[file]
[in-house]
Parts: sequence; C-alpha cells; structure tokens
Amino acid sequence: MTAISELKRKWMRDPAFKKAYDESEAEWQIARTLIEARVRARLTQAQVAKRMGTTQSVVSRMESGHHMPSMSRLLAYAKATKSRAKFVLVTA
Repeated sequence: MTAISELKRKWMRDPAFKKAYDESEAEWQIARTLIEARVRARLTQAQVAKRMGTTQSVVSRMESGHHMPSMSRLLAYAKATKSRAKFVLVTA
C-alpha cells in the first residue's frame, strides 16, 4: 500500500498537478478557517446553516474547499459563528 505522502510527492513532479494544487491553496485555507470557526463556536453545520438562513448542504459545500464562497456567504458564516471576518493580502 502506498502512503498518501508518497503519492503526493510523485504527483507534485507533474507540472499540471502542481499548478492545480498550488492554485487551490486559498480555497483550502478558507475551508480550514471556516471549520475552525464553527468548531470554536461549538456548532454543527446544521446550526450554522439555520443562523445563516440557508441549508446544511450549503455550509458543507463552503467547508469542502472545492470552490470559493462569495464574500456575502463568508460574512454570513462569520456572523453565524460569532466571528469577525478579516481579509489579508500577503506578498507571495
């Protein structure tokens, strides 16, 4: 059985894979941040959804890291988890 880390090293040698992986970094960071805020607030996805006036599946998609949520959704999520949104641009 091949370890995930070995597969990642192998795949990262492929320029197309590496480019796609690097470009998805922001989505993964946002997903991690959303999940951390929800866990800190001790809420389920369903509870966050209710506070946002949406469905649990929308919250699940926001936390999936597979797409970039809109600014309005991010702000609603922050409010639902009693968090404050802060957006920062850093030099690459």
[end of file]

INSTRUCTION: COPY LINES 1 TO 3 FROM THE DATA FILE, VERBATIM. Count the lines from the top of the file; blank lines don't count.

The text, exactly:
[in-house]
Parts: sequence; C-alpha cells; structure tokens
Amino acid sequence: MTAISELKRKWMRDPAFKKAYDESEAEWQIARTLIEARVRARLTQAQVAKRMGTTQSVVSRMESGHHMPSMSRLLAYAKATKSRAKFVLVTA